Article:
Portland officials defend police actions



PORTLAND, Ore. (AP) — Portland police on Monday defended their use of batons to shove Occupy Portland protesters from a camp they had held for weeks, and also revealed that bottles and an open pocketknife had been thrown at police officers during a confrontation hours before the camp was taken down.

Riot police moved into the camp shortly after noon Sunday, using batons to shove a cluster of protesters out of the camp and dragging out those who resisted, including some who were holed up in a makeshift fort made of plywood, pallets, shopping carts and other debris.

A total of 51 protesters were arrested during the Sunday afternoon action. It came several hours after thousands of people had filled an adjacent street during the night to try to hinder police carrying out Mayor Sam Adams’ warning that protesters had to leave the camp by midnight Saturday.

There wasn’t much left of the camp when riot police entered it. Many protesters and the homeless people who lived there since Oct. 6 had moved out. Most of the tents had been taken down.

What was left was a scattering of tents and a makeshift fort built of plywood and debris.

At least one demonstrator, Justin Bridges, was hospitalized after being dragged away by police. Demonstrators took to Twitter to accuse police of using excessive force when they dragged Bridges from the front lines, saying authorities aggravated a prior back injury. Police said Bridges fell and officers pulled him out of harm’s way and had no way of knowing his medical history.

Assistant Portland Police Chief Larry O’Dea said officers needed to use their batons to clear the park.

“When it came to a deliberate push through the park, the baton is what you use,” he said at a news conference.

One video circulating on Twitter shows an officer raising his baton above his head and thrusting it down; officials said he was slapping the arm of a demonstrator who grabbed another officer’s nightstick.

Mayor Sam Adams and Police Chief Mike Reese, who also were at the news conference, said they had carefully crafted a strategy for getting protesters to relinquish two adjacent parks where they had set up their camp. O’Dea also said he talked with police chiefs in other cities with Occupy camps for ideas on how to avoid confrontations in accomplishing the task.

Adams said the strategy chosen was to resort to patience, rather than tear gas.

“It was an incredibly difficult situation that took an amazing amount of patience and long hours to get the job done,” Adams said.

Still, there were numerous tense moments during two days of confrontations that led up to police taking the camp.

After the camp was secured by police Sunday, throngs of people showed up to show their support for Occupy Portland.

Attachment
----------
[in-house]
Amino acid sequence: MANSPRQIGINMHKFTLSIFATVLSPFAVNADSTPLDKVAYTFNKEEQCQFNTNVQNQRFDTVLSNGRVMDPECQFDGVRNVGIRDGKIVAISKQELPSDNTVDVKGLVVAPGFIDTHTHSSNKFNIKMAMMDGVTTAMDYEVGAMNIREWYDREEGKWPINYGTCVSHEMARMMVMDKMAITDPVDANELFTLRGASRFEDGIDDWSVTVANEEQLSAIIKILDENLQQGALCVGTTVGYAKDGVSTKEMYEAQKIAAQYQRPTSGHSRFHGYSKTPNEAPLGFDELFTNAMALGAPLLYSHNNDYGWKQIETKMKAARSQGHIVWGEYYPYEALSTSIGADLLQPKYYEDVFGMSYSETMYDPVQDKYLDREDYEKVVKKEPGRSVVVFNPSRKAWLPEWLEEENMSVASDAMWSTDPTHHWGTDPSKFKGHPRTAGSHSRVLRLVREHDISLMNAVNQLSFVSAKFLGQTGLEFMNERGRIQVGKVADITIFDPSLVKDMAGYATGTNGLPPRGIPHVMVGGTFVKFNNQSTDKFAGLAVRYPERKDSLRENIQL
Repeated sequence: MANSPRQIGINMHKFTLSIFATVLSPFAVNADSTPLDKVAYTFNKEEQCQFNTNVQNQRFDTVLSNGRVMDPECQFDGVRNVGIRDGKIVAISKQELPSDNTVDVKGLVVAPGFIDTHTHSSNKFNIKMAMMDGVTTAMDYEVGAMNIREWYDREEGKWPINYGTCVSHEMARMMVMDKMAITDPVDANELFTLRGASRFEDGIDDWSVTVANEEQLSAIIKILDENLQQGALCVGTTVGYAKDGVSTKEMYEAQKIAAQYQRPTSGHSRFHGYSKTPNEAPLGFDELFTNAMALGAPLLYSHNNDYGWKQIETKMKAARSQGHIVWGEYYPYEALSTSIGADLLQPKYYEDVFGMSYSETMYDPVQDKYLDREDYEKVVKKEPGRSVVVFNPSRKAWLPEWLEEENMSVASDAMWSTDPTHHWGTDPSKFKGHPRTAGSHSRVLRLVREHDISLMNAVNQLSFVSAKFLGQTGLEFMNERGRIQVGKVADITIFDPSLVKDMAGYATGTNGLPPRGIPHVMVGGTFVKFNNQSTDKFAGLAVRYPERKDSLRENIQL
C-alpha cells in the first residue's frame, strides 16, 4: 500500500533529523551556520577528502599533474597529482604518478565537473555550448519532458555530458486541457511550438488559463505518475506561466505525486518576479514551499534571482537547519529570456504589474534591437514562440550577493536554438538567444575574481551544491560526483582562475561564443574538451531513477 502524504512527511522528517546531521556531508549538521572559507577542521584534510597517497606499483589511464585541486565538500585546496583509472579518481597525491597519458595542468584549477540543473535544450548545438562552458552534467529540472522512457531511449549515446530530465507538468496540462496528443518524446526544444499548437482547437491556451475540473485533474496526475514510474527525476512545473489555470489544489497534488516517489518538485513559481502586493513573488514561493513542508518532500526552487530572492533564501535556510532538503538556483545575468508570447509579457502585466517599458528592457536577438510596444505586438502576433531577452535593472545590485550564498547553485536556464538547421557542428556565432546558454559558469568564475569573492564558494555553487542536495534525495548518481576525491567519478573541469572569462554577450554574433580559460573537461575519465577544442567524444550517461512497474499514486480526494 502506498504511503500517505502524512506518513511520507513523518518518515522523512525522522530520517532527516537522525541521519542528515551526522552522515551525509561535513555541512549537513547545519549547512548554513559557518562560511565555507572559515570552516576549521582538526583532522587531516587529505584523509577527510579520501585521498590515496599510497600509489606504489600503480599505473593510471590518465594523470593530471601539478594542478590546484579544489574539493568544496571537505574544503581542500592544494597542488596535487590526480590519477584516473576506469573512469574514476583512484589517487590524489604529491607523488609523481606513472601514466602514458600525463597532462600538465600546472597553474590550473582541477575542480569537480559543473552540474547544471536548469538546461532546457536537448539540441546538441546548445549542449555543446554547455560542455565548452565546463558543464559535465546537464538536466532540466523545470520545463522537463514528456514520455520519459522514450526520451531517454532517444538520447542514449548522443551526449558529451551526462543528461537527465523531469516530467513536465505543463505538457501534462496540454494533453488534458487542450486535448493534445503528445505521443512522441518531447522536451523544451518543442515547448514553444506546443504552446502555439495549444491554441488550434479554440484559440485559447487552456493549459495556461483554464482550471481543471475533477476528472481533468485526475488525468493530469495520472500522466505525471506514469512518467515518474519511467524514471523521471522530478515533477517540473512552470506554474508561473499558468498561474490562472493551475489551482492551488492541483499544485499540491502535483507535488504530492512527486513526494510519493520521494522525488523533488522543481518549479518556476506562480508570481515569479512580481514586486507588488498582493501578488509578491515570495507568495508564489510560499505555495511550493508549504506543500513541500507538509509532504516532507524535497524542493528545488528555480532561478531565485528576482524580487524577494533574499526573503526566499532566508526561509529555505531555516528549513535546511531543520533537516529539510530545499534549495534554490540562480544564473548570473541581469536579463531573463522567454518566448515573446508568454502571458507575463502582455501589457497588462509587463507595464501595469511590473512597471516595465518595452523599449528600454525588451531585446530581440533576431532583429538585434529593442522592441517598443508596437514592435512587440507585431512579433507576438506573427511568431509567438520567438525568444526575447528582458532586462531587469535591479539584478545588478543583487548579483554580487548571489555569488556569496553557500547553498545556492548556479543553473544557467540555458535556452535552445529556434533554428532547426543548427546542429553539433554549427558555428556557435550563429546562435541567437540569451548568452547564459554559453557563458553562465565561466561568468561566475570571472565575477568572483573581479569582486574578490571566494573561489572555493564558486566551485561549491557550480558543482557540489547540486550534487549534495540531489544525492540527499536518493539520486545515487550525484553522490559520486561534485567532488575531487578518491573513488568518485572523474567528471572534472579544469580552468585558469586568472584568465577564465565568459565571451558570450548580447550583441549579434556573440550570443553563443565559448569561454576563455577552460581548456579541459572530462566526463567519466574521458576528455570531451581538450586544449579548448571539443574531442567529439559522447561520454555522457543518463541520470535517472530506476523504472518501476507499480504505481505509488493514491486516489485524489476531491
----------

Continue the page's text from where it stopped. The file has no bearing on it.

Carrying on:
As police used heavy equipment to dismantle the makeshift fort, riot police stood in a line to prevent protesters from trying to return. Police warned the throng of people, who had shut down a street, to move or officers would have to use force, including the possibility of using tear gas.

Protesters stood their ground, some of them yelling at the police.

But there was debate among them about what to do. A woman on a bullhorn said: “If we really want to make a change, standing here yelling the same thing over and over again isn’t going to do anything.”

And that’s what the protesters eventually did — retreating to Pioneer Courthouse Square to discuss what to do now that they had lost their camp.

Protesters’ confrontation with police began Saturday night, as the deadline neared for Occupy Portland to leave a camp that once had 300 tents.

Thousands of people arrived downtown to try to make it difficult, if not impossible, for police to move against the camp, spilling into a street and bringing traffic to a halt.

Protesters and a line of riot police stood against each other for a couple of hours. Protesters chanted and some of them danced.

It was at that moment that a few protesters threw bottles and an open pocketknife at officers, said Reese, the police chief. The knife struck one officer in the helmet but he was uninjured. Police showed restraint, keeping to their strategy, Reese said.

“Without their restraint and professionalism, this could’ve gone a different direction,” Reese said.

After dawn, the party was thinning out. Soon all that was left were a handful of people still at the camp, including some inside the makeshift fort.

That’s when police decided to make their move. Police surrounded the camp and gradually drove out demonstrators.

From the point of view of Portland officials, their operation was a success because it got the job done and they didn’t have to resort to more severe methods, such as tear gas.

“It paid off,” Adams said of the preparation. “Where other Occupies had to use tear gas, had to use pepper spray and projectiles, we have not.”

Police estimated that they spent $450,000 over the weekend on officer overtime, bringing total police overtime for Occupy Portland to $766,000.